Best of RAH:
Take Us to the Promised LAN
by Dave Bealer
This commentary first appeared in the January 1993 issue of Random
Access Humor. The version you are about to read, which was edited for
brevity, was published in the September 1994 issue of Network News.
Copyright © 1993-94 Dave Bealer, All Rights Reserved.
Every year since 1985 has been touted by industry pundits as "The
Year of the Network." Now, networks are everywhere. Calling 1994 "The
Year of the Network" is kind of like calling it "The Year of the Automobile."
You've either got one or you wish you did.
Everyone today knows that LANs are the solution to everything from payroll
to the common cold. What most people don't know is how all this network
The OSI from ISO
Way back in the 1970s the International Sadists Organization (ISO),
located in Paris, France, noticed that it had an image problem. For years
people had gazed in awe at the mighty computing machines run by serious men
in white laboratory coats. But suddenly, some upstarts were actually building
"personal computers" in their basements and garages. In response to this
threat to their technical sovereignty, the ISO formulated the Operational
Sadistic Interface (OSI). Obviously the ISO had a lot to learn about
Basically, the OSI was about networks. The theory was that if some twerp
was going to make computers themselves easy to use, a good way to make
computers impossible to understand was to make it necessary to hook all the
computers together. Cleverly avoiding the more simple single-level networks,
the ISO adopted the layer principle, which has worked so well for Betty
The layers of the OSI are as follows: Physical, Data-link, Transport,
Hysterical, Devonian, Triassic and Application. Geologists search
through the layers of network sediment to find the fossils buried
within: Acoustically coupled modems, S-100 computers, CP/M, Ethernet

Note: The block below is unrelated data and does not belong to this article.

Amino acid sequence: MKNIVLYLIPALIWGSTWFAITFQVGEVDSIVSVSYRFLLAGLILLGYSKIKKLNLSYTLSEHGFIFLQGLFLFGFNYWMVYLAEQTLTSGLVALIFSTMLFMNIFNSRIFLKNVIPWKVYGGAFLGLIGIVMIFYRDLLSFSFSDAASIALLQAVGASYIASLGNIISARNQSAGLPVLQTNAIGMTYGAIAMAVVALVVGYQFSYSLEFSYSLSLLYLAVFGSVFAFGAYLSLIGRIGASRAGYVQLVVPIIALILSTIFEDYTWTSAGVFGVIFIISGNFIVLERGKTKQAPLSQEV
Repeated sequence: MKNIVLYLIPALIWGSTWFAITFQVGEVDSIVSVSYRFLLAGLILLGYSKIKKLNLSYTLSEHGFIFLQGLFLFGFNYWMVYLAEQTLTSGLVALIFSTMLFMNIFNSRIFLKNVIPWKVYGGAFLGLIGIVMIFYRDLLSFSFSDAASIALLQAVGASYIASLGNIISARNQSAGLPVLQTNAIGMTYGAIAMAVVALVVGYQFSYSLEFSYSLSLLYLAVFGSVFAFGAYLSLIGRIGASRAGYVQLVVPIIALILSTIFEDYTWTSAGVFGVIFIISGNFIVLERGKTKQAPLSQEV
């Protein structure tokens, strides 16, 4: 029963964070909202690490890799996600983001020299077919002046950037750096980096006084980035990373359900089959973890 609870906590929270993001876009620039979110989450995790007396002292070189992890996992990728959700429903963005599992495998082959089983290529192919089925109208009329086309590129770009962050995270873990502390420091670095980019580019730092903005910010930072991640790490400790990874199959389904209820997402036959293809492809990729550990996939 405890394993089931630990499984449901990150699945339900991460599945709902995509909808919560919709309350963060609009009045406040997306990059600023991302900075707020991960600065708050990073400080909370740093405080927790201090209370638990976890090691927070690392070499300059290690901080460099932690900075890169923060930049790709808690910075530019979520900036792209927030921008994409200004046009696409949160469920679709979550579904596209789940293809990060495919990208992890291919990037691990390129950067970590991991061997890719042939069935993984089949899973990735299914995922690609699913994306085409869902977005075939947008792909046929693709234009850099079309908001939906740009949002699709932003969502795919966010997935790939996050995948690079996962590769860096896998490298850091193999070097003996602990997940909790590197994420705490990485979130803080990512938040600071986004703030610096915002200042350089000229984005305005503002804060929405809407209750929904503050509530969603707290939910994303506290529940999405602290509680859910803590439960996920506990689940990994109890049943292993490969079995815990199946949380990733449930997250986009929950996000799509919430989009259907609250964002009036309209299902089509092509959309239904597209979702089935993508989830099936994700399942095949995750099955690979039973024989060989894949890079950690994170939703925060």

(Oops! Sorry...that one is still alive and kicking), the Timex Sinclair
and the Apple Lisa.
All of these creatures of the computing world failed at networking in
one way or another. All of them except ethernet, which has been
successful as a species for a long time, even if it hasn't changed
much. Ethernet is the horseshoe crab of network technology.
Three major types of LAN exist: Ethernet, Arcnet and Token Ring.
Ethernet. This one almost never got off the ground because users kept
passing out from ether fumes until a reliable method of sealing the cables
was found. Ethernet has the advantage of having been around forever, so it
has been made to work, however unwillingly, with a wide range of computing
Arcnet. This type of network, which is inexpensive and quite
serviceable for small workgroups, is especially preferred by welders.
Token Ring. Token Ring was created by J.R.R. Token, the celebrated
"Lord of the Ring." A little known, interesting fact is that J.R.R. Token is
the husband of Madeline Token, the Secretary of Vaporware Corp. Token Ring
is popular with large installations because response time is not significantly
degraded when more stations are added. Of course it couldn't get much slower.
Let's Get Physical
The signals generated by all logical LAN formats must travel between stations
on the the network by way of cables. Four major types of cabling are used in